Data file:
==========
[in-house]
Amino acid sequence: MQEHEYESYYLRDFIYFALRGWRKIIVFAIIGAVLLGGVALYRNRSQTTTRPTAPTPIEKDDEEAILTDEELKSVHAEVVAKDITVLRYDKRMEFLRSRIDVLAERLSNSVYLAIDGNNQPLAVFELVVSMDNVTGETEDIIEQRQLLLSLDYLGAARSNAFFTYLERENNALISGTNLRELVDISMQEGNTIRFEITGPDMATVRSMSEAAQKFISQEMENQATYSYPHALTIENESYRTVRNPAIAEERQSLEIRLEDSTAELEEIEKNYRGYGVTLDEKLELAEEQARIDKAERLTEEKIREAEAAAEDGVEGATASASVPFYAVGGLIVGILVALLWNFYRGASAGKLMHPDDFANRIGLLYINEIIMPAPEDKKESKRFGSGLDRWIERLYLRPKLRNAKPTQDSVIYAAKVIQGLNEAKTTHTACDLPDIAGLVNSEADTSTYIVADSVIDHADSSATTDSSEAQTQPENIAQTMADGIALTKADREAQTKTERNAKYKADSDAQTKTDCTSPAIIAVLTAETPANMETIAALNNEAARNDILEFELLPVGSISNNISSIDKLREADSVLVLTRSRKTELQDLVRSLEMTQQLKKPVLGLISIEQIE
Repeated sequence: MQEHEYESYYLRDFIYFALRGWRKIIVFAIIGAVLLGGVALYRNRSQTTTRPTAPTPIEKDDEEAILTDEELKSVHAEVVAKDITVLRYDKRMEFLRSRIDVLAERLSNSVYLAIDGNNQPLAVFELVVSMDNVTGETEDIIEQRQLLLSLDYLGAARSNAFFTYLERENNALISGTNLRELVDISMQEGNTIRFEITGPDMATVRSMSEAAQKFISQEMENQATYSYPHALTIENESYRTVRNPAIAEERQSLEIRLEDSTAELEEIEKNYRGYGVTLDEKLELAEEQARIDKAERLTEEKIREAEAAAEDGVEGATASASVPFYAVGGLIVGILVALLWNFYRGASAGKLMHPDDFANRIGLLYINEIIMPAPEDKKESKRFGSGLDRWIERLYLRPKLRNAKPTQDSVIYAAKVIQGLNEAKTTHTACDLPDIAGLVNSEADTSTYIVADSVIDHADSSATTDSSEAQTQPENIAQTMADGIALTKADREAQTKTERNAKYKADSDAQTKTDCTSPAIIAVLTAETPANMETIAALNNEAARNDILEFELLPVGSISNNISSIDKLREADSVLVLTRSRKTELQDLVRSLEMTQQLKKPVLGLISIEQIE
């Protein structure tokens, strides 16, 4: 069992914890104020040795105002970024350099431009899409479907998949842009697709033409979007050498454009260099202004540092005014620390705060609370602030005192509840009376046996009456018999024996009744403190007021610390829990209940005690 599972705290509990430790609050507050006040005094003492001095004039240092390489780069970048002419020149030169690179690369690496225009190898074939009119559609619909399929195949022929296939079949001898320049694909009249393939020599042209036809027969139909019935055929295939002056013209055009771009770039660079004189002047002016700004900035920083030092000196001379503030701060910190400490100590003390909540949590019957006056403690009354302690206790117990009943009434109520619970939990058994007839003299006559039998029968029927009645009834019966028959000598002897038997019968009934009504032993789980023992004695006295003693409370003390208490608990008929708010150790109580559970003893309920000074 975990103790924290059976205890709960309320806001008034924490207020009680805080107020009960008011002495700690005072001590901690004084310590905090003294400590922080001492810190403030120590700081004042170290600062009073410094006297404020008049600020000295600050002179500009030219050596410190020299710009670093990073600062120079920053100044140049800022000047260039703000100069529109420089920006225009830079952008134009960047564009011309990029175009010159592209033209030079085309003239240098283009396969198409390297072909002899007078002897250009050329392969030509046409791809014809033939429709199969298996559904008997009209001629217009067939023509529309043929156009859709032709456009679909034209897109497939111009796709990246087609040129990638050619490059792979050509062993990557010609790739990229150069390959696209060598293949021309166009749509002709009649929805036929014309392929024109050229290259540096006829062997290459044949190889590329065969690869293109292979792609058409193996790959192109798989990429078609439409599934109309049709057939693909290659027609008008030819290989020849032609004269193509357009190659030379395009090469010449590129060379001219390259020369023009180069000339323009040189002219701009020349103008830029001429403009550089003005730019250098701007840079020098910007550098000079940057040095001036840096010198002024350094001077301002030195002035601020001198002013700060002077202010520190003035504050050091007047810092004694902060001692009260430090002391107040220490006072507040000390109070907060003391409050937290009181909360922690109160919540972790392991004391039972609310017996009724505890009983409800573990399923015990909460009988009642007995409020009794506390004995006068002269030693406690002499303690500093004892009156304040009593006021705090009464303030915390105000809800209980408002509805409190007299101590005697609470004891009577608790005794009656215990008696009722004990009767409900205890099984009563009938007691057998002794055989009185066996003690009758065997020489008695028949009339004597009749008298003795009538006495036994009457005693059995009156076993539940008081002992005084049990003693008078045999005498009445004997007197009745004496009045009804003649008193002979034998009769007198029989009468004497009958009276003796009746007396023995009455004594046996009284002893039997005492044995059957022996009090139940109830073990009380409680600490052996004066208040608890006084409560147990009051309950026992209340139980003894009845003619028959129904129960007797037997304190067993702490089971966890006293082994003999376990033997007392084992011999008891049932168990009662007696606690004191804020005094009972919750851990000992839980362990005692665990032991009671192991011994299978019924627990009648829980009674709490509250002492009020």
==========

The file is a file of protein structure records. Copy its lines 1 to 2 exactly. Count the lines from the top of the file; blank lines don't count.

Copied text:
[in-house]
Amino acid sequence: MQEHEYESYYLRDFIYFALRGWRKIIVFAIIGAVLLGGVALYRNRSQTTTRPTAPTPIEKDDEEAILTDEELKSVHAEVVAKDITVLRYDKRMEFLRSRIDVLAERLSNSVYLAIDGNNQPLAVFELVVSMDNVTGETEDIIEQRQLLLSLDYLGAARSNAFFTYLERENNALISGTNLRELVDISMQEGNTIRFEITGPDMATVRSMSEAAQKFISQEMENQATYSYPHALTIENESYRTVRNPAIAEERQSLEIRLEDSTAELEEIEKNYRGYGVTLDEKLELAEEQARIDKAERLTEEKIREAEAAAEDGVEGATASASVPFYAVGGLIVGILVALLWNFYRGASAGKLMHPDDFANRIGLLYINEIIMPAPEDKKESKRFGSGLDRWIERLYLRPKLRNAKPTQDSVIYAAKVIQGLNEAKTTHTACDLPDIAGLVNSEADTSTYIVADSVIDHADSSATTDSSEAQTQPENIAQTMADGIALTKADREAQTKTERNAKYKADSDAQTKTDCTSPAIIAVLTAETPANMETIAALNNEAARNDILEFELLPVGSISNNISSIDKLREADSVLVLTRSRKTELQDLVRSLEMTQQLKKPVLGLISIEQIE